Thursday, September 29, 2005

A Man of the Past

The tastefully-named Ken Clarke is a man I have often agreed with. There is no doubt that a Tory party that wanted to be relevant at the turn of the century would have elected him leader in 1997, and would have chosen him ahead of IDS in 2001. His time, however, is well and truly past. If yesterday's campaign launch proved anything, it is that he is a man from a different era. His appeal to the media is that he appears an ordinary bloke, and a breath of fresh air to the perfectly presented political class that infests too much of our public life these days. That alone is not enough to take the Tory party back to government, however. If Ken's irrelevance needed to be highlighted any further, you only needed to look at the prominent figures in the audience at his launch speech. Quentin Davies and Anne Widdecombe. Yikes.

Indeed, all of Clarke's supporters are the old guard of the One Nation Tories (and Quentin Davies and Anne Widdecombe, admittedly). The TRG figures are by and large supporting David Davis; the think tank figures of the 2005 intake seem to be rallying behind David Cameron. The list of endorsements linked above is actually yet more revealing; not only does David Davis have a clear lead in the number of endorsements, but he also seems to have support from a number of groups in the party. Davis may well turn out to be the unity candidate.

I'm not a fan of Davis's policies. Yet as a politician, he is tremendously able. Indeed, the reports of his chairmanship of the Public Affairs committee - from all parties - are nothing short of glowing. And he is very astute at handling a debate. Tony Blair made a lot of capital when he was leader by being strong enough to admit when the Major government did something right; just hammering the Tories twice as hard when they did something wrong. That lifted him above the image of partisan hackery. That's what the Tories need to do, and I have a feeling Davis will be the man for the job.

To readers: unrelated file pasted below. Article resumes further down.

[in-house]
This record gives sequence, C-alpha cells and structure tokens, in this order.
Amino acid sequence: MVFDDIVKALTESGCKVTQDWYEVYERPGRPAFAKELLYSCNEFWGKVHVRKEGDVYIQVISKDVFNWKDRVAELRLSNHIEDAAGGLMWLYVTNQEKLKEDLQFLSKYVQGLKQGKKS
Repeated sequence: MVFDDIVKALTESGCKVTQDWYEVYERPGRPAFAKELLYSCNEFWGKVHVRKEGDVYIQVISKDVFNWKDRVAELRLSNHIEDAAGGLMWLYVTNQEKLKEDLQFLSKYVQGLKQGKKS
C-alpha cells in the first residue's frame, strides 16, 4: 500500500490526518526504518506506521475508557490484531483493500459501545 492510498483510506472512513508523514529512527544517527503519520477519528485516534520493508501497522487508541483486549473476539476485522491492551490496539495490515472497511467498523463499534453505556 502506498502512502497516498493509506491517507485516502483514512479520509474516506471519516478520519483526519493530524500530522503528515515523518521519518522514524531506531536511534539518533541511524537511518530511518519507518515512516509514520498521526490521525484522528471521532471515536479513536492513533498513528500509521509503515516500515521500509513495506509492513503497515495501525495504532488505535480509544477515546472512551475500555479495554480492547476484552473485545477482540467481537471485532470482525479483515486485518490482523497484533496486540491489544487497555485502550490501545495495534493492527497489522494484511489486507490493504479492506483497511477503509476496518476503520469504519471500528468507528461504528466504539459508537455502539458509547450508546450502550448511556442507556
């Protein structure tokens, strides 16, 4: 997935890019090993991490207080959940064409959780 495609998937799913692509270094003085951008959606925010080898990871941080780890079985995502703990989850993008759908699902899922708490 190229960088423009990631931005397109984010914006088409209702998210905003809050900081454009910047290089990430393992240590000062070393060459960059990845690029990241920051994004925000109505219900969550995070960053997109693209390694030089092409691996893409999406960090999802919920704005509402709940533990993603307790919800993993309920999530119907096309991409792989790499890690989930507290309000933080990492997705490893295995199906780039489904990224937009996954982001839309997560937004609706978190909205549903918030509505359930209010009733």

Given what I have previously written about the political class, it is no surprise that I am not a Cameron fan. There is a man who has done precious little other than be involved in politics the entireity of his adult life. This helps explain the vacuousness of many of his pronouncements for the leadership race. Not wearing a tie, wearing pink shirts and having gay friends may win media attention, but it doesn't add up to a political ideology. What do the Notting Hill Set believe? If they think that the Tories just need to change their image, they are wrong. They have been rejected on the back of their manifesto, too. Let's not forget that the Tory manifesto at the last election (written by Cameron) was a PR masterstroke. It got across all the key points of the Tory campaign succinctly. And it was rejected fairly soundly. Let's not forget that a key part of that was due to how pathetic the nature of many of the reforms they talked about actually were.

The image that the Tories have is not entirely unfair. Much of their membership is out of touch and obsessed with fringe issues. I've spoken to activists and candidates at the 2001 election who were embarrassed by having to trot out the national party line of "Save the Pound" when they felt they had all kinds of things to say about schools and hospitals that were given no prominence. It's not just the image that has to change; the substance isn't particularly successful either. I doubt David Cameron has a proper appreciation of this. He strikes me as a man who is unaware of a world outside of the Conservative Party, unless thought of in marketing terms. David Davis certainly isn't. And that's why I'd argue that if the Tories know what's good for them, Davis would be their next leader.